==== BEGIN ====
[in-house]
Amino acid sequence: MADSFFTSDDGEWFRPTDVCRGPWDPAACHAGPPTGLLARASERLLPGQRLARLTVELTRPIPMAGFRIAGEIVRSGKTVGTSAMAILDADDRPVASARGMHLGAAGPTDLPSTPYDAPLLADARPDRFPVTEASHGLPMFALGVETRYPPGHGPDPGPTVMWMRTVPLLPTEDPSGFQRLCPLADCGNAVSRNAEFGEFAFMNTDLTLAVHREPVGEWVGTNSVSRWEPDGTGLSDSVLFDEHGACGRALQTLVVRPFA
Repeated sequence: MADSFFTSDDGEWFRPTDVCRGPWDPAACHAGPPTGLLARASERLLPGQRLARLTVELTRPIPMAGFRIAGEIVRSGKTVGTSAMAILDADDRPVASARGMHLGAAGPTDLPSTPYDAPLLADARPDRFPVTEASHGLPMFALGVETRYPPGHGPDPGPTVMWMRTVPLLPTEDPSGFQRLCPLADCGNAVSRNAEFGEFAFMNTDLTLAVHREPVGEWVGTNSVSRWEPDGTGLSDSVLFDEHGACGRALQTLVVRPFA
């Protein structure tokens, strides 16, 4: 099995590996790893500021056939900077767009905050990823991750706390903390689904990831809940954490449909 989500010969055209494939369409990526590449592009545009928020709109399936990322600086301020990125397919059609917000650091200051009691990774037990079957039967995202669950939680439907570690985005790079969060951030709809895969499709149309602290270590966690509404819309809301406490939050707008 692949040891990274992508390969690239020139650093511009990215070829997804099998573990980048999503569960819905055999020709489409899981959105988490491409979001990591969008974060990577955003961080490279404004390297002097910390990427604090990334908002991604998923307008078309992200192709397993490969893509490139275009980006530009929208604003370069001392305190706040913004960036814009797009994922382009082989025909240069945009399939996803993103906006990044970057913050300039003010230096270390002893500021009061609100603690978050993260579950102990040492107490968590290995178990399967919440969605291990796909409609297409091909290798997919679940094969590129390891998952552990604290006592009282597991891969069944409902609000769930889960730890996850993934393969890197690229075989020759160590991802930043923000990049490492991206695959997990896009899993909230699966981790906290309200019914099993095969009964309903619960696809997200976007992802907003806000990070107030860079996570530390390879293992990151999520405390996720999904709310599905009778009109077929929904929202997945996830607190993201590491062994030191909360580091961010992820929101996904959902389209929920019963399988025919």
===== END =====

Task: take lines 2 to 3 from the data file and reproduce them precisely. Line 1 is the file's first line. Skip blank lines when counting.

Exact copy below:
Amino acid sequence: MADSFFTSDDGEWFRPTDVCRGPWDPAACHAGPPTGLLARASERLLPGQRLARLTVELTRPIPMAGFRIAGEIVRSGKTVGTSAMAILDADDRPVASARGMHLGAAGPTDLPSTPYDAPLLADARPDRFPVTEASHGLPMFALGVETRYPPGHGPDPGPTVMWMRTVPLLPTEDPSGFQRLCPLADCGNAVSRNAEFGEFAFMNTDLTLAVHREPVGEWVGTNSVSRWEPDGTGLSDSVLFDEHGACGRALQTLVVRPFA
Repeated sequence: MADSFFTSDDGEWFRPTDVCRGPWDPAACHAGPPTGLLARASERLLPGQRLARLTVELTRPIPMAGFRIAGEIVRSGKTVGTSAMAILDADDRPVASARGMHLGAAGPTDLPSTPYDAPLLADARPDRFPVTEASHGLPMFALGVETRYPPGHGPDPGPTVMWMRTVPLLPTEDPSGFQRLCPLADCGNAVSRNAEFGEFAFMNTDLTLAVHREPVGEWVGTNSVSRWEPDGTGLSDSVLFDEHGACGRALQTLVVRPFA